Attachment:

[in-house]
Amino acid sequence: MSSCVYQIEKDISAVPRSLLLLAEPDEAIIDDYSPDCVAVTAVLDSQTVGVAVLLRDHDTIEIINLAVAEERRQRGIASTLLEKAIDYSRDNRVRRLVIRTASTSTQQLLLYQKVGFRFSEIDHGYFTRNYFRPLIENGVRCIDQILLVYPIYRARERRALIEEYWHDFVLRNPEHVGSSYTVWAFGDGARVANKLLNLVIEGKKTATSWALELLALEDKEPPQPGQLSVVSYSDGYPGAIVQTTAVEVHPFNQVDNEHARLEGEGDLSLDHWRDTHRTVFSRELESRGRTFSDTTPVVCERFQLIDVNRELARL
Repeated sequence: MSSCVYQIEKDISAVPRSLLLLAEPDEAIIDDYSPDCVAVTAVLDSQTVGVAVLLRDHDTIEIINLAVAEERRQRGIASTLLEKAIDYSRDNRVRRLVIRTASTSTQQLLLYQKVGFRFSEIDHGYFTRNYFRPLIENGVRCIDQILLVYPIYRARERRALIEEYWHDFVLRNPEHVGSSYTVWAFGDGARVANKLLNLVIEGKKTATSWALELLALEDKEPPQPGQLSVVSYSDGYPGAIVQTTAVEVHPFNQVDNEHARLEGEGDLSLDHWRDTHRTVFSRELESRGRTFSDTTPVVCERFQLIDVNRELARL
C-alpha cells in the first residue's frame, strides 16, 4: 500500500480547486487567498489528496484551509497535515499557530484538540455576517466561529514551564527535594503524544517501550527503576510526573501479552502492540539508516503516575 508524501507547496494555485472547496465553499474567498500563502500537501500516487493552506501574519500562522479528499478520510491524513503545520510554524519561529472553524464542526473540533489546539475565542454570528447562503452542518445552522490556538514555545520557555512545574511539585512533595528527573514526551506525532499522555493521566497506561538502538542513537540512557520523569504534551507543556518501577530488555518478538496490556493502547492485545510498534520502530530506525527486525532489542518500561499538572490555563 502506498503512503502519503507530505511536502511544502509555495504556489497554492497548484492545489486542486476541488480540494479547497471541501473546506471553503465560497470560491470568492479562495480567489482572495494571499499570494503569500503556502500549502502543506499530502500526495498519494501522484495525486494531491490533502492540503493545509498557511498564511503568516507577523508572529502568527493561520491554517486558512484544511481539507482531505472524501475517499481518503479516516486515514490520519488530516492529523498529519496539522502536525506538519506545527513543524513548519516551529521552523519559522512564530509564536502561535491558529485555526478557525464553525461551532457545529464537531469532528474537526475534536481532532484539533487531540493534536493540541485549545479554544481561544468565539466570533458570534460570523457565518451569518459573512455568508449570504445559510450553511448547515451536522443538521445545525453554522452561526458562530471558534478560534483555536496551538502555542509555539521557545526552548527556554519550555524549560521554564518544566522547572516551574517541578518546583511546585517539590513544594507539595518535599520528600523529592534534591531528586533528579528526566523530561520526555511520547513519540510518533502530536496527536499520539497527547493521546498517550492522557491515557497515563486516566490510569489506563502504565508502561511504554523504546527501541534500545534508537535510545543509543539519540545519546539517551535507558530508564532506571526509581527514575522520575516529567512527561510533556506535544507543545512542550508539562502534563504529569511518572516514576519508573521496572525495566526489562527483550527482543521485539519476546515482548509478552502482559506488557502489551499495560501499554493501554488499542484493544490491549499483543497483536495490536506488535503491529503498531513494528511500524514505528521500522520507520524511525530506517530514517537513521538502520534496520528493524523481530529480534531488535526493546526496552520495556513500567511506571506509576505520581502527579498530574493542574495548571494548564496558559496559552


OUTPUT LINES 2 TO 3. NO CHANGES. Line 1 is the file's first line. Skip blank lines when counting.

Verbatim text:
Amino acid sequence: MSSCVYQIEKDISAVPRSLLLLAEPDEAIIDDYSPDCVAVTAVLDSQTVGVAVLLRDHDTIEIINLAVAEERRQRGIASTLLEKAIDYSRDNRVRRLVIRTASTSTQQLLLYQKVGFRFSEIDHGYFTRNYFRPLIENGVRCIDQILLVYPIYRARERRALIEEYWHDFVLRNPEHVGSSYTVWAFGDGARVANKLLNLVIEGKKTATSWALELLALEDKEPPQPGQLSVVSYSDGYPGAIVQTTAVEVHPFNQVDNEHARLEGEGDLSLDHWRDTHRTVFSRELESRGRTFSDTTPVVCERFQLIDVNRELARL
Repeated sequence: MSSCVYQIEKDISAVPRSLLLLAEPDEAIIDDYSPDCVAVTAVLDSQTVGVAVLLRDHDTIEIINLAVAEERRQRGIASTLLEKAIDYSRDNRVRRLVIRTASTSTQQLLLYQKVGFRFSEIDHGYFTRNYFRPLIENGVRCIDQILLVYPIYRARERRALIEEYWHDFVLRNPEHVGSSYTVWAFGDGARVANKLLNLVIEGKKTATSWALELLALEDKEPPQPGQLSVVSYSDGYPGAIVQTTAVEVHPFNQVDNEHARLEGEGDLSLDHWRDTHRTVFSRELESRGRTFSDTTPVVCERFQLIDVNRELARL